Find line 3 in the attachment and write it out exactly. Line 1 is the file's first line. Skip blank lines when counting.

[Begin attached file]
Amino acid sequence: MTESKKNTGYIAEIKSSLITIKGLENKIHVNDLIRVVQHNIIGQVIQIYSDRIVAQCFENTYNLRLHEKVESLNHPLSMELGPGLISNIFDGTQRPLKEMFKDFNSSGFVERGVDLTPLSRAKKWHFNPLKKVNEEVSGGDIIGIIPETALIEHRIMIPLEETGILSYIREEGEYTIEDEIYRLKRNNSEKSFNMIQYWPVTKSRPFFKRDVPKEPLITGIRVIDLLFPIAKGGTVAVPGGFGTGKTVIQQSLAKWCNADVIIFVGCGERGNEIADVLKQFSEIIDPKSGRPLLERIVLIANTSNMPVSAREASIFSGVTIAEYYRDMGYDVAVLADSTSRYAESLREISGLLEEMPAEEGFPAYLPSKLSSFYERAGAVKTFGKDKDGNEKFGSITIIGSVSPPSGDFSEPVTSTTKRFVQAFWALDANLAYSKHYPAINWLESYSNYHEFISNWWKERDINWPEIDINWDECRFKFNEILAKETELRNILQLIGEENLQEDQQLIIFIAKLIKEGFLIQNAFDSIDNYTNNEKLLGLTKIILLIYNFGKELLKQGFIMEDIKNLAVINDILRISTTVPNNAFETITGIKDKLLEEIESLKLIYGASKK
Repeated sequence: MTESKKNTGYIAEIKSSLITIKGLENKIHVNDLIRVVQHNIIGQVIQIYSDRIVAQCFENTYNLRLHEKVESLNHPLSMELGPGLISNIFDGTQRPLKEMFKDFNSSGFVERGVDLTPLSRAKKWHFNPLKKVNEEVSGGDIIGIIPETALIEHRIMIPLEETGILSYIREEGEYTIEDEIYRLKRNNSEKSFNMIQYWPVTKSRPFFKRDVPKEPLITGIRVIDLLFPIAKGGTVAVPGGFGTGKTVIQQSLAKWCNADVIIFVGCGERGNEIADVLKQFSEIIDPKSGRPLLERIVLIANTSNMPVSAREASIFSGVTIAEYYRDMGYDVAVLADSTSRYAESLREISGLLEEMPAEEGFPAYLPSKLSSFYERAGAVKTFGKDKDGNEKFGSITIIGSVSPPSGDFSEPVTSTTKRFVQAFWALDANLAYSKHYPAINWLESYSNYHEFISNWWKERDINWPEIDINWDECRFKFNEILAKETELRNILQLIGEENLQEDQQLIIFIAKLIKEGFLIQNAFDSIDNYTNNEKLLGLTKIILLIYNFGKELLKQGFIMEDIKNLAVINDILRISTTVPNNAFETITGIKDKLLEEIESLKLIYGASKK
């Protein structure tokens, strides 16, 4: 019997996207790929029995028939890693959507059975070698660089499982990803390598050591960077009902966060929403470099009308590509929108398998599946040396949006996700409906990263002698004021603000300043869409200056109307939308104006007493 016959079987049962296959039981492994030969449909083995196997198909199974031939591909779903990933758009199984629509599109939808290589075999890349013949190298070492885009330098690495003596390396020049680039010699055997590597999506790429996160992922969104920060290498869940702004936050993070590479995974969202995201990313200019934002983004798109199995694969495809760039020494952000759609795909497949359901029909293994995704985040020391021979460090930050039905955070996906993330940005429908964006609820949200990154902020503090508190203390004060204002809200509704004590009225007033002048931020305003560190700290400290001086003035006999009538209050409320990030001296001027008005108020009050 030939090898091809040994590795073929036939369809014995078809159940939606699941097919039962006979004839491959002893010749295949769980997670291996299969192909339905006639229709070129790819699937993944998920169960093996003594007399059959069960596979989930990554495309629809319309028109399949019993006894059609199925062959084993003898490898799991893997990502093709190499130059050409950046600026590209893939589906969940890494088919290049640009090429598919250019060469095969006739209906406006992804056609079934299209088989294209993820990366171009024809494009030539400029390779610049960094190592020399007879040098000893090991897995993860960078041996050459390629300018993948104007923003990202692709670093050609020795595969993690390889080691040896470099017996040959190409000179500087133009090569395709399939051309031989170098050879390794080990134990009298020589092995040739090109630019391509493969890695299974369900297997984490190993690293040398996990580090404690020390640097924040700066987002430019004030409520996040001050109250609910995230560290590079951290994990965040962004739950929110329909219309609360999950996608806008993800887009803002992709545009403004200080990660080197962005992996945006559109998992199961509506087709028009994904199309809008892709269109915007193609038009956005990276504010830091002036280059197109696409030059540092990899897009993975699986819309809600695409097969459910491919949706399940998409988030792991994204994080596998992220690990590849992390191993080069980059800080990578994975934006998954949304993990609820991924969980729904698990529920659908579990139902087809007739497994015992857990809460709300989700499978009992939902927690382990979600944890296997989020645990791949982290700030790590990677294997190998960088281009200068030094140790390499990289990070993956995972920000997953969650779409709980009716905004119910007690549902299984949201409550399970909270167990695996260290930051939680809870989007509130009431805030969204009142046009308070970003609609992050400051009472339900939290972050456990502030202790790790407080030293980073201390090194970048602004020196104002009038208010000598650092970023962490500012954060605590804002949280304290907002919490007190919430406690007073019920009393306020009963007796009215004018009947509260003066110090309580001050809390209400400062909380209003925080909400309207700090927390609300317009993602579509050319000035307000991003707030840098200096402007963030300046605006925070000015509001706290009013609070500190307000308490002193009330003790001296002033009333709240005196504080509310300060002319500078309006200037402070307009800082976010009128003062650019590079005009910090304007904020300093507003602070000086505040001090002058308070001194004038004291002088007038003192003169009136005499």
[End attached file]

């Protein structure tokens, strides 16, 4: 019997996207790929029995028939890693959507059975070698660089499982990803390598050591960077009902966060929403470099009308590509929108398998599946040396949006996700409906990263002698004021603000300043869409200056109307939308104006007493 016959079987049962296959039981492994030969449909083995196997198909199974031939591909779903990933758009199984629509599109939808290589075999890349013949190298070492885009330098690495003596390396020049680039010699055997590597999506790429996160992922969104920060290498869940702004936050993070590479995974969202995201990313200019934002983004798109199995694969495809760039020494952000759609795909497949359901029909293994995704985040020391021979460090930050039905955070996906993330940005429908964006609820949200990154902020503090508190203390004060204002809200509704004590009225007033002048931020305003560190700290400290001086003035006999009538209050409320990030001296001027008005108020009050 030939090898091809040994590795073929036939369809014995078809159940939606699941097919039962006979004839491959002893010749295949769980997670291996299969192909339905006639229709070129790819699937993944998920169960093996003594007399059959069960596979989930990554495309629809319309028109399949019993006894059609199925062959084993003898490898799991893997990502093709190499130059050409950046600026590209893939589906969940890494088919290049640009090429598919250019060469095969006739209906406006992804056609079934299209088989294209993820990366171009024809494009030539400029390779610049960094190592020399007879040098000893090991897995993860960078041996050459390629300018993948104007923003990202692709670093050609020795595969993690390889080691040896470099017996040959190409000179500087133009090569395709399939051309031989170098050879390794080990134990009298020589092995040739090109630019391509493969890695299974369900297997984490190993690293040398996990580090404690020390640097924040700066987002430019004030409520996040001050109250609910995230560290590079951290994990965040962004739950929110329909219309609360999950996608806008993800887009803002992709545009403004200080990660080197962005992996945006559109998992199961509506087709028009994904199309809008892709269109915007193609038009956005990276504010830091002036280059197109696409030059540092990899897009993975699986819309809600695409097969459910491919949706399940998409988030792991994204994080596998992220690990590849992390191993080069980059800080990578994975934006998954949304993990609820991924969980729904698990529920659908579990139902087809007739497994015992857990809460709300989700499978009992939902927690382990979600944890296997989020645990791949982290700030790590990677294997190998960088281009200068030094140790390499990289990070993956995972920000997953969650779409709980009716905004119910007690549902299984949201409550399970909270167990695996260290930051939680809870989007509130009431805030969204009142046009308070970003609609992050400051009472339900939290972050456990502030202790790790407080030293980073201390090194970048602004020196104002009038208010000598650092970023962490500012954060605590804002949280304290907002919490007190919430406690007073019920009393306020009963007796009215004018009947509260003066110090309580001050809390209400400062909380209003925080909400309207700090927390609300317009993602579509050319000035307000991003707030840098200096402007963030300046605006925070000015509001706290009013609070500190307000308490002193009330003790001296002033009333709240005196504080509310300060002319500078309006200037402070307009800082976010009128003062650019590079005009910090304007904020300093507003602070000086505040001090002058308070001194004038004291002088007038003192003169009136005499």